Haha, no worries. It's easy to get riled up by stuff online. I appreciate you giving me the thoughtful response in return.

I responded to you with so much detail because I feel that you've pulled out a bit of nuance and instability in the way I think about social constructs. It would be very easy to go around justifying how everything as a social construct, but that wouldn't end up being very useful.

I think excluding impositions from being "social constructs" is entirely fair. It makes the concept more precise and hones in on the construction aspect. I suppose the problem with this is that it problematizes the argument that race is a social construct, as it may be more precise to say that it is a wildly inaccurate and arbitrary categorization. I think this has the advantage of marking race as an illegitimate category, but it doesn't take into account the way identity is constructed through human interaction or how the category itself affects our collective behavior and in turn shapes reality.

Gender is interesting because it dodges this paradox by being defined as a pure social construction. Sex differences are massive when compared to racial differences, but race doesn't have a companion phrase that refers purely to social constructivism like gender. Maybe white supremacy and racial stereotypes are social constructs, while race itself is more of a faulty categorization? Maybe race is the social construct companion to genetics? I don't know, I'd have to think more about it.

When I included leukemia in the article, it was under the framework that it and cancer in general actually refer to a wide variety of causes, symptoms, and potential cures. I've seen a lot of people complain that the phrase "cure for cancer" is meaningless because it refers to such a vast array of different diseases that will require vastly different cures. So, it's a bit of an arbitrary category, but if we're going to be precise and say that social constructs refer to things beyond mere labels that are invented by humans, it's clearly not one.

Leukemia and mental illnesses could potentially be "solved", i.e. we may over time develop more sophisticated and useful ways to categorize them to the point they becomes less and less arbitrary. Maybe race is similar: it's already medically helpful to think about people in terms of their genetics, and in the future we may categorize people into "races" based on how prone they are to sickle cell or lou-gehrig's disease or whatever. I'd imagine those categories wouldn't have very much social meaning though. As far as usage goes, social meaning seems to be a major determiner in whether or not something gets called a social construct.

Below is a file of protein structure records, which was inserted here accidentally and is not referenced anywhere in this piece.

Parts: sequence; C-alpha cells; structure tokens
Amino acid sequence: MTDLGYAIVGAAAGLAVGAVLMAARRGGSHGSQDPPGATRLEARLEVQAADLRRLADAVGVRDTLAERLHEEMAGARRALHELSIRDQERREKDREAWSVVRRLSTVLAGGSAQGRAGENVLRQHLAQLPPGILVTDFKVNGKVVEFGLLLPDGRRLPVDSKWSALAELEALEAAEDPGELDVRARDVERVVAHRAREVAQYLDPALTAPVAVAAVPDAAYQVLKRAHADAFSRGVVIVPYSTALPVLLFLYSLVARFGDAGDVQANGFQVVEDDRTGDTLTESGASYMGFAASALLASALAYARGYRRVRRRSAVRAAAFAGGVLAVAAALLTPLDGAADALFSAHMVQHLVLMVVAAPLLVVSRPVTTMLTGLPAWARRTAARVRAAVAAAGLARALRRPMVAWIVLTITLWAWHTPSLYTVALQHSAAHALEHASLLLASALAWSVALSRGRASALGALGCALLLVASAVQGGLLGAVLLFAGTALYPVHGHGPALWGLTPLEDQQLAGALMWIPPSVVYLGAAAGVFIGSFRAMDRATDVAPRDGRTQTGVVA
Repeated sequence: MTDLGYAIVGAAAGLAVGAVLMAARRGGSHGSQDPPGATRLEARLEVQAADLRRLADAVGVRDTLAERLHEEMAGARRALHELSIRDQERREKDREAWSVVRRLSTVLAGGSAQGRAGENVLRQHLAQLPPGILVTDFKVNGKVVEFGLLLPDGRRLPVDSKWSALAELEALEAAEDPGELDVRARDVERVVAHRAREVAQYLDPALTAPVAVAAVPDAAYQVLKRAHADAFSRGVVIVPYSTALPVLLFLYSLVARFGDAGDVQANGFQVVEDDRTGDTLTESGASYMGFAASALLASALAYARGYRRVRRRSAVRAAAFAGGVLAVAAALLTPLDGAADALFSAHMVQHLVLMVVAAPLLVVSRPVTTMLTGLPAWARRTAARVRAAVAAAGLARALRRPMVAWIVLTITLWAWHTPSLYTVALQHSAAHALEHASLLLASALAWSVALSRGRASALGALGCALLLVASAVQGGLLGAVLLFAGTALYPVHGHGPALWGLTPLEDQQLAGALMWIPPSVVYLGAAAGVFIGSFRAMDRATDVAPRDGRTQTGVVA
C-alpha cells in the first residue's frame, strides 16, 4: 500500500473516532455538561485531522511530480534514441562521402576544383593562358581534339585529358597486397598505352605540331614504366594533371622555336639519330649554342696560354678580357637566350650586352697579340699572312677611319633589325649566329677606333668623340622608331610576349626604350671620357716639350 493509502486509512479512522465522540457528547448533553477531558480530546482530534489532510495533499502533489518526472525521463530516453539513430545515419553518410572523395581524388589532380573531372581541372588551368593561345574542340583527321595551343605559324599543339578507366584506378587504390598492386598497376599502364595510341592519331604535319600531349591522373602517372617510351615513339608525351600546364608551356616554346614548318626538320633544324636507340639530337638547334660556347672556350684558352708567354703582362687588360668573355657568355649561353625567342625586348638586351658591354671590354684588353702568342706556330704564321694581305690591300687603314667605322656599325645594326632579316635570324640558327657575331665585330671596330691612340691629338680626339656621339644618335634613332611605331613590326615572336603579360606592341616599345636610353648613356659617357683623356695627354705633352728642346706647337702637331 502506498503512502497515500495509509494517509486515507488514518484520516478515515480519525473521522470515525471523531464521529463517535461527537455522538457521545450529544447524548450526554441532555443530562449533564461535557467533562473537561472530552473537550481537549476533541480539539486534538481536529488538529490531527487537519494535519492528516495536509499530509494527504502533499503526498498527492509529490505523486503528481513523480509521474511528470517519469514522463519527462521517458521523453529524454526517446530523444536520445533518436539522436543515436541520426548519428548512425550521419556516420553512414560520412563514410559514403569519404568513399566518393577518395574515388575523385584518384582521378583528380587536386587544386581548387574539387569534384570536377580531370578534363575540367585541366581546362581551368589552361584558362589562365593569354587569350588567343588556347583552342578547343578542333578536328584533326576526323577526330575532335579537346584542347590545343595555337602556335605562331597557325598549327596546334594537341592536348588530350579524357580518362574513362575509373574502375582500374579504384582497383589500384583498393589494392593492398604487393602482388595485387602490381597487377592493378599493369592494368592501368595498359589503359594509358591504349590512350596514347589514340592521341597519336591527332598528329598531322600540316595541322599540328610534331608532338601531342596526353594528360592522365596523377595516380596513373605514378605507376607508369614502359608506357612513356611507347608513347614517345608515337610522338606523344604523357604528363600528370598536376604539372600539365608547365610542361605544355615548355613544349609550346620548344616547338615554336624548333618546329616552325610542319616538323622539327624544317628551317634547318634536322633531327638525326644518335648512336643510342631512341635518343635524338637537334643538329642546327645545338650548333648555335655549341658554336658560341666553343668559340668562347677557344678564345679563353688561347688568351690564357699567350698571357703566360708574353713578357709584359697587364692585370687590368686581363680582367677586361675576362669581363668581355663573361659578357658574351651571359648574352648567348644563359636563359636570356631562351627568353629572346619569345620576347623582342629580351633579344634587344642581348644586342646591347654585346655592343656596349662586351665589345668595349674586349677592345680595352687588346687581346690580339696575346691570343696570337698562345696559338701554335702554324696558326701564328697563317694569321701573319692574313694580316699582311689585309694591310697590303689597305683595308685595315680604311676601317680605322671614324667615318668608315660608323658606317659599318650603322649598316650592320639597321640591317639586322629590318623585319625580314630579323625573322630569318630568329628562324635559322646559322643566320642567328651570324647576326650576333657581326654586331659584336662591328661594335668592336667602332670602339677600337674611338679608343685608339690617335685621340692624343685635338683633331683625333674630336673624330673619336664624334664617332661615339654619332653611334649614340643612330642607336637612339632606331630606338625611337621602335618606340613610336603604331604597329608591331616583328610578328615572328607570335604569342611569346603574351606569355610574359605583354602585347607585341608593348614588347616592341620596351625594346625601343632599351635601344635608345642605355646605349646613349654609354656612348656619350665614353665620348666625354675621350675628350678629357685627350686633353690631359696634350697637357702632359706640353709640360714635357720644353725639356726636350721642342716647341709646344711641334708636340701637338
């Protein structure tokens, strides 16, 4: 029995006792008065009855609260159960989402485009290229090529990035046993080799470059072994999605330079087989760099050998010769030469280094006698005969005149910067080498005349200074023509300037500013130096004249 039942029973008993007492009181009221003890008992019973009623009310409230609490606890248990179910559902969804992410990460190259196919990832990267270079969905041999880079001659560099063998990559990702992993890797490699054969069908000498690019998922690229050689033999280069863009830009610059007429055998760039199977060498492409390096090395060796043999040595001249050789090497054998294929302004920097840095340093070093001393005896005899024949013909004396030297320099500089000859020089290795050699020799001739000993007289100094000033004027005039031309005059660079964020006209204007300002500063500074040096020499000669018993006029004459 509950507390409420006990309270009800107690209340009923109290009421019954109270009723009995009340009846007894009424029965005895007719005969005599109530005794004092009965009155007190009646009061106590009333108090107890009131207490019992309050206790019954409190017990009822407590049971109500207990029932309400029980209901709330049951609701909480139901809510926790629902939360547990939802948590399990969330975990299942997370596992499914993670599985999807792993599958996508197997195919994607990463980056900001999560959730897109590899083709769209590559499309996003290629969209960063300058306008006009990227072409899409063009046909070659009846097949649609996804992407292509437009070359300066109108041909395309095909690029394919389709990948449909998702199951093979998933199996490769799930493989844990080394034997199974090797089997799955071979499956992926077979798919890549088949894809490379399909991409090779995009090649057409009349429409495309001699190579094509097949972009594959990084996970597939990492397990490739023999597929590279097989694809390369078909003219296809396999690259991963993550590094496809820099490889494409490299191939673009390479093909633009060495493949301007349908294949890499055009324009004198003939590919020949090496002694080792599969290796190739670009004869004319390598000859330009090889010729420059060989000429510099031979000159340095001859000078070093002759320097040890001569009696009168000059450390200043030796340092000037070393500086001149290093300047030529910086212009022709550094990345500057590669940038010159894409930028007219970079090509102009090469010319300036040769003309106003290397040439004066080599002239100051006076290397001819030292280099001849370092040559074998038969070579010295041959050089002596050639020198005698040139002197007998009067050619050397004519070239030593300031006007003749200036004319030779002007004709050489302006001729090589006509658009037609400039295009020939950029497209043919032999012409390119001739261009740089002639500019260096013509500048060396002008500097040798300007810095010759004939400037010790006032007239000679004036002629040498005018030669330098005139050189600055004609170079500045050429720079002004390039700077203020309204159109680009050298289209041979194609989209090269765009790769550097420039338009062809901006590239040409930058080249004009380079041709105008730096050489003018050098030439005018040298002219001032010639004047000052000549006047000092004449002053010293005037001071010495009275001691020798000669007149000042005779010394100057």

I remember reading part of a manifesto on Black Anarchism and thinking it was kind of paradoxical. I'm told that my job as a white ally is to abolish whiteness, but wouldn't that implicitly abolish blackness and therefore black anarchism? Is the purpose of this political ideology to abolish itself? I suppose it reflects the paradox behind race: you don't necessarily want to identify with it too much but society doesn't really let you forget it either.

I've noticed a tendency among certain people in my personal life and online to push for what I consider to be leftist white exceptionalism. White people are exceptionally evil, they need to feel ashamed for all of their genetic and cultural heritage, and if you push back on any of this you're a racist. This viewpoint is in direct opposition to the idea that humanity is universal and race ought to be abolished. I admit a certain responsibility for changing a system that benefits me at the cost of other people, but I cannot bring myself to believe in this sins of the father hereditary guilt stuff. I don't understand how I'm supposed to abolish whiteness at the same time it defines my moral worth and who I am as a human being.

Journalism is printing what someone else does not want printed: everything else is public relations.

Journalism is printing what someone else does not want printed: everything else is public relations.